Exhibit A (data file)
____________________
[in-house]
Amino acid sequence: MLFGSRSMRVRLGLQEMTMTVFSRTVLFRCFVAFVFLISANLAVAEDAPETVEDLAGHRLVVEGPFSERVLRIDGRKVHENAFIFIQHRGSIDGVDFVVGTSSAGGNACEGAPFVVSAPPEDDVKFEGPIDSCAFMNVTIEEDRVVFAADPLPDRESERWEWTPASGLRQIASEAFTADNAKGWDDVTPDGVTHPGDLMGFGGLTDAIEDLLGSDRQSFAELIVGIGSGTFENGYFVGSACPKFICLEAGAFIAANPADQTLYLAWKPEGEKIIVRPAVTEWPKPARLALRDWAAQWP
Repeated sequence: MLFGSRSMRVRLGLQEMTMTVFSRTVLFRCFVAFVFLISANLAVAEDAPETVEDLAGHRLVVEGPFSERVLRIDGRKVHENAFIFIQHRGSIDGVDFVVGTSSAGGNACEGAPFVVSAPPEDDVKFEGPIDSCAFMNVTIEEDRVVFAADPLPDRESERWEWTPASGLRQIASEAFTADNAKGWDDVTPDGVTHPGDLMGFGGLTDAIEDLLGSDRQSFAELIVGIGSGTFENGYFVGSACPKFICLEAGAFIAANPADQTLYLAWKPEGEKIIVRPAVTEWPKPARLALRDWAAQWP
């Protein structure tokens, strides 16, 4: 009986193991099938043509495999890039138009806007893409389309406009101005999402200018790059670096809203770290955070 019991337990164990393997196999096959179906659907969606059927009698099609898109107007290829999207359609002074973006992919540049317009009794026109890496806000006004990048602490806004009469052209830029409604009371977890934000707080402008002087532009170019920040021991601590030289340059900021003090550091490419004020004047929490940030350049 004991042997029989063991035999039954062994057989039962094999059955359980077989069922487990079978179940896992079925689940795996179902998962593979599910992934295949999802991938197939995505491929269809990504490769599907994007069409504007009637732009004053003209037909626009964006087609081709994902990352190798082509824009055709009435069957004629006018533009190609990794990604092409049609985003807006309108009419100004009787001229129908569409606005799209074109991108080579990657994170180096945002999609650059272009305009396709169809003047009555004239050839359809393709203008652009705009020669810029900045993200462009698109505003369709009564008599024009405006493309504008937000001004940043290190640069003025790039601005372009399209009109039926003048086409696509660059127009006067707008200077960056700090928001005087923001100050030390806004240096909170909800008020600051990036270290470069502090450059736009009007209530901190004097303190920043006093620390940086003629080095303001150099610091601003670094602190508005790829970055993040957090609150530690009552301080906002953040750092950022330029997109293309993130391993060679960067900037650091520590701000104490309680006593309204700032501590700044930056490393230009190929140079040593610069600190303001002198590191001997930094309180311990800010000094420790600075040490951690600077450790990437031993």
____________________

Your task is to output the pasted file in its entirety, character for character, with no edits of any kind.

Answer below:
[in-house]
Amino acid sequence: MLFGSRSMRVRLGLQEMTMTVFSRTVLFRCFVAFVFLISANLAVAEDAPETVEDLAGHRLVVEGPFSERVLRIDGRKVHENAFIFIQHRGSIDGVDFVVGTSSAGGNACEGAPFVVSAPPEDDVKFEGPIDSCAFMNVTIEEDRVVFAADPLPDRESERWEWTPASGLRQIASEAFTADNAKGWDDVTPDGVTHPGDLMGFGGLTDAIEDLLGSDRQSFAELIVGIGSGTFENGYFVGSACPKFICLEAGAFIAANPADQTLYLAWKPEGEKIIVRPAVTEWPKPARLALRDWAAQWP
Repeated sequence: MLFGSRSMRVRLGLQEMTMTVFSRTVLFRCFVAFVFLISANLAVAEDAPETVEDLAGHRLVVEGPFSERVLRIDGRKVHENAFIFIQHRGSIDGVDFVVGTSSAGGNACEGAPFVVSAPPEDDVKFEGPIDSCAFMNVTIEEDRVVFAADPLPDRESERWEWTPASGLRQIASEAFTADNAKGWDDVTPDGVTHPGDLMGFGGLTDAIEDLLGSDRQSFAELIVGIGSGTFENGYFVGSACPKFICLEAGAFIAANPADQTLYLAWKPEGEKIIVRPAVTEWPKPARLALRDWAAQWP
């Protein structure tokens, strides 16, 4: 009986193991099938043509495999890039138009806007893409389309406009101005999402200018790059670096809203770290955070 019991337990164990393997196999096959179906659907969606059927009698099609898109107007290829999207359609002074973006992919540049317009009794026109890496806000006004990048602490806004009469052209830029409604009371977890934000707080402008002087532009170019920040021991601590030289340059900021003090550091490419004020004047929490940030350049 004991042997029989063991035999039954062994057989039962094999059955359980077989069922487990079978179940896992079925689940795996179902998962593979599910992934295949999802991938197939995505491929269809990504490769599907994007069409504007009637732009004053003209037909626009964006087609081709994902990352190798082509824009055709009435069957004629006018533009190609990794990604092409049609985003807006309108009419100004009787001229129908569409606005799209074109991108080579990657994170180096945002999609650059272009305009396709169809003047009555004239050839359809393709203008652009705009020669810029900045993200462009698109505003369709009564008599024009405006493309504008937000001004940043290190640069003025790039601005372009399209009109039926003048086409696509660059127009006067707008200077960056700090928001005087923001100050030390806004240096909170909800008020600051990036270290470069502090450059736009009007209530901190004097303190920043006093620390940086003629080095303001150099610091601003670094602190508005790829970055993040957090609150530690009552301080906002953040750092950022330029997109293309993130391993060679960067900037650091520590701000104490309680006593309204700032501590700044930056490393230009190929140079040593610069600190303001002198590191001997930094309180311990800010000094420790600075040490951690600077450790990437031993």